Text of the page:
Unless we, as a nation, are prepared to fill the ranks of the Electoral College with our nation’s brightest and most responsible thinkers and to charge them with endorsing or rejecting the people’s choice of a national leader, we should abandon the winner-take-all rule and require that electors be chosen in a way that mirrors that state’s vote.  I would favor the former approach, but could live with the latter. What seems ridiculous to me is for every three Californians to have the same voice in the choice of our national leaders as one single Wyomingite.  

Thursday, December 1, 2016

Preparing for Charleston

Like many of you, I’m sure, I’ve been watching with some combination of fascination and trepidation the preliminaries related to the forthcoming trial of Dylann Roof, the twenty-two-year-old white man accused of massacring worshipers, all African-Americans, on June 17, 2015 at a Bible study session held at the Emanuel African Methodist Episcopal Church in Charleston, South Carolina. Roof, a self-proclaimed white supremacist, has been charged with nine counts of murder, three counts of attempted murder, and the possession of a firearm during the commission of a felony. He also faces federal hate crime charges and, if convicted, could be sentenced to death. Earlier this week, Federal District Court Judge Richard Gergel found Roof competent to stand trial. The defendant offered to plead guilty to all charges in exchange for a verdict of life imprisonment, but the government declined. Then, in an unexpected development just a day or two ago, a federal judge granted the defendant’s request that he be permitted to defend himself in court, a right guaranteed by the Sixth Amendment to the Constitution. Jury selection will now commence, the immediate challenge being to whittle the 512 people in the jury pool down to a mere dozen plus another six alternate jurors. This will take weeks, at least.  And then the trial itself will commence.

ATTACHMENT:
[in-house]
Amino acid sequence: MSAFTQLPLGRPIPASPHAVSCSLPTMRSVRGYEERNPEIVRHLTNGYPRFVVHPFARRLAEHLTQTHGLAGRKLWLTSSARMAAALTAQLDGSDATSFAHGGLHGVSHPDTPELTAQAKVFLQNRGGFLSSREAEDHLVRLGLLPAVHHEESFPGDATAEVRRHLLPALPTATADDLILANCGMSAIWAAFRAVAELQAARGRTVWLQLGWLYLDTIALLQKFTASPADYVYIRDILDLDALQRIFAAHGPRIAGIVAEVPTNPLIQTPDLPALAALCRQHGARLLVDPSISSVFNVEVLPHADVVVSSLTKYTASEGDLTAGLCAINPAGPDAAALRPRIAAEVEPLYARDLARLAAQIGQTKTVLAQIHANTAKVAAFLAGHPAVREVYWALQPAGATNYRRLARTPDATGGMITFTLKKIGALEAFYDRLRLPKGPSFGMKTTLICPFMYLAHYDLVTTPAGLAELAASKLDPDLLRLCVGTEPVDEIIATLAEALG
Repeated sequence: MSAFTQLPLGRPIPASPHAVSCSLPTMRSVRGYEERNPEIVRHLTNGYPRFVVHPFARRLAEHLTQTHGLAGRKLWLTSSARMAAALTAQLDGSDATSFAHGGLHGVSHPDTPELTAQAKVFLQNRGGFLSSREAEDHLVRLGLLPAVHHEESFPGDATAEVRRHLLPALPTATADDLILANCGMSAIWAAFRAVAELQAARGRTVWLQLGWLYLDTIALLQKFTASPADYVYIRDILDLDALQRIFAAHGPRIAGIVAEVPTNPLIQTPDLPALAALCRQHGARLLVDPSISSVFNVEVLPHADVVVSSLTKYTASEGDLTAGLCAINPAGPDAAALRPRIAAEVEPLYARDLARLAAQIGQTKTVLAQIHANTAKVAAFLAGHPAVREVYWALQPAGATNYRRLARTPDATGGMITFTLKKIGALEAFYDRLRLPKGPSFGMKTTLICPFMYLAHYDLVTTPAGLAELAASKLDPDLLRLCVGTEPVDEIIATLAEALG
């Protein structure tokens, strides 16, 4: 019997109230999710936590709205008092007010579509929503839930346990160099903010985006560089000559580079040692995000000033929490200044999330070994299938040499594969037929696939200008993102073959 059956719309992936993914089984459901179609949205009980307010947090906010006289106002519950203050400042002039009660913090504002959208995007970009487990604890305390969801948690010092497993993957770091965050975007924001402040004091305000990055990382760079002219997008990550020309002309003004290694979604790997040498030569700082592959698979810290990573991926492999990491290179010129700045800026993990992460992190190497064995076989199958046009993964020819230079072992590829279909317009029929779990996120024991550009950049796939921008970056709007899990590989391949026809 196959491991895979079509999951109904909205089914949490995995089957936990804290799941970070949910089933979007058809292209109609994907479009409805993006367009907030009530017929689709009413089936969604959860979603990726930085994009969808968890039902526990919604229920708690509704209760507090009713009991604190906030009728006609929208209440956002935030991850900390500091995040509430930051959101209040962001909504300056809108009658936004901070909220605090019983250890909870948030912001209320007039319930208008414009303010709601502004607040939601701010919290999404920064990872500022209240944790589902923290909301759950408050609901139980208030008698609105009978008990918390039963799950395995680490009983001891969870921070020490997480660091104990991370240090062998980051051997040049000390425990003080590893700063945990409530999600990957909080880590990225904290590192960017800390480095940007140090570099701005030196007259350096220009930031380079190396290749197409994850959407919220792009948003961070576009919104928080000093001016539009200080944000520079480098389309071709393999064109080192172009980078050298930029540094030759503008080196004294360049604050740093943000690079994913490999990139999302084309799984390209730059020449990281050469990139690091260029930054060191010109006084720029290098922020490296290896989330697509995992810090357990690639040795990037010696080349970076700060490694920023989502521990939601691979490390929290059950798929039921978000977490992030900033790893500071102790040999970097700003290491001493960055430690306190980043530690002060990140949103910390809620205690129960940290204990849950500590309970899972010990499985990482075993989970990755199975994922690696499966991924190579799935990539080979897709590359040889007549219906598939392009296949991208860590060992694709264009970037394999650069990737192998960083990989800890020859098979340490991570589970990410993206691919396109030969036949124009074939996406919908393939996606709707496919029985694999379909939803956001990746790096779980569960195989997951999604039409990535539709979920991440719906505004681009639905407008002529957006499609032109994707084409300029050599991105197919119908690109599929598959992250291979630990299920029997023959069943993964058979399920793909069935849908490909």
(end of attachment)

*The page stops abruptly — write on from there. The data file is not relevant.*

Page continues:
It would be easy to wave the whole incident away as the act of a crazy person with a gun. After all, how many similar stories have we managed to wave away over these last years on precisely those grounds? To argue that only someone truly irrational could behave with such depraved indifference to the value of human life sounds right enough—and, in this case, the word “depraved” hardly captures the feel of someone gunning down people studying Holy Scripture in the sanctity of their own house of worship. It’s certainly a calming approach, and a soothing one: crazy people by definition do crazy things…so why should this be more than yet another example of that specific brand of lunacy? In a nation that guarantees the right of citizens to self-arm, the ability of such crazy souls to do grievous harm to others is intensified far beyond what it would otherwise be. But how does that affect the reasonableness of dismissing the killer as someone acting on his insane own. And yet…that isn’t how it feels to me and the specific reason this feels different is what I’d like to write to you all about this week.

I’ve just finished reading two books: Ben Winters’ Underground Airlines, published earlier this year by Mulholland Books, and Colson Whitehead’s The Underground Railroad, also published earlier this year by Doubleday and the winner of this year’s National Book Award.  The books are not of equal literary merit—Whitehead is by far the more adroit author and his prose is rich and truly gorgeous in places, which Winters’, compelling in its own way, is not. Still, both books are very worth reading and I recommend them both to you all.

Both books are founded on a proposition that will strike many readers—or at least many white readers—as unexpected: that the experience of black slavery in our nation is not only a live issue for the many who consciously ponder its history and the social intricacies of its enduring legacy, but also for many who do not: it is simply there, serving as the acknowledged or unacknowledged foundation stone upon which the self-conception of black America rests even today…more than two centuries after Congress ended the slave trade by passing the “Act Prohibiting Importation of Slaves” in 1808, and more than a century and a half after slavery itself was made illegal in 1865 with the ratification of the Thirteenth Amendment to the Constitution.